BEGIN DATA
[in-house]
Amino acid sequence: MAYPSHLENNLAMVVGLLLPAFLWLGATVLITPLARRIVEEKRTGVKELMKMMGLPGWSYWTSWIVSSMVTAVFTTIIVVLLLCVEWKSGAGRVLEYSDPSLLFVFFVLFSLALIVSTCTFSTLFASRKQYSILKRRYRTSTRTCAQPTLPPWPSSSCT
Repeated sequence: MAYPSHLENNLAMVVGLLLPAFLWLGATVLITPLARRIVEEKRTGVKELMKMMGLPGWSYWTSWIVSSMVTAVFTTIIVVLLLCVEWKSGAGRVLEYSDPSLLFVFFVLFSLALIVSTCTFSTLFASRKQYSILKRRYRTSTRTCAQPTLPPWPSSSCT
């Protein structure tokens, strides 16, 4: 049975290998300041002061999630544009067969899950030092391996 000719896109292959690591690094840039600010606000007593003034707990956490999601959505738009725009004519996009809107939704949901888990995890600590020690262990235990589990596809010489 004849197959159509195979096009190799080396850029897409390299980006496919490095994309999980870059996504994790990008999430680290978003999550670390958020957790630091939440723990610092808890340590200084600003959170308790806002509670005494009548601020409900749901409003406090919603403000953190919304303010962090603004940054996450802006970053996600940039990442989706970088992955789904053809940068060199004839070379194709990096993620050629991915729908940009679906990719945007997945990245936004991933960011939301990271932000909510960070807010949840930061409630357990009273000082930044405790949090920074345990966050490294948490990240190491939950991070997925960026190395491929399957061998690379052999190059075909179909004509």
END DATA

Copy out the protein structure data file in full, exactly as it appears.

[in-house]
Amino acid sequence: MAYPSHLENNLAMVVGLLLPAFLWLGATVLITPLARRIVEEKRTGVKELMKMMGLPGWSYWTSWIVSSMVTAVFTTIIVVLLLCVEWKSGAGRVLEYSDPSLLFVFFVLFSLALIVSTCTFSTLFASRKQYSILKRRYRTSTRTCAQPTLPPWPSSSCT
Repeated sequence: MAYPSHLENNLAMVVGLLLPAFLWLGATVLITPLARRIVEEKRTGVKELMKMMGLPGWSYWTSWIVSSMVTAVFTTIIVVLLLCVEWKSGAGRVLEYSDPSLLFVFFVLFSLALIVSTCTFSTLFASRKQYSILKRRYRTSTRTCAQPTLPPWPSSSCT
């Protein structure tokens, strides 16, 4: 049975290998300041002061999630544009067969899950030092391996 000719896109292959690591690094840039600010606000007593003034707990956490999601959505738009725009004519996009809107939704949901888990995890600590020690262990235990589990596809010489 004849197959159509195979096009190799080396850029897409390299980006496919490095994309999980870059996504994790990008999430680290978003999550670390958020957790630091939440723990610092808890340590200084600003959170308790806002509670005494009548601020409900749901409003406090919603403000953190919304303010962090603004940054996450802006970053996600940039990442989706970088992955789904053809940068060199004839070379194709990096993620050629991915729908940009679906990719945007997945990245936004991933960011939301990271932000909510960070807010949840930061409630357990009273000082930044405790949090920074345990966050490294948490990240190491939950991070997925960026190395491929399957061998690379052999190059075909179909004509």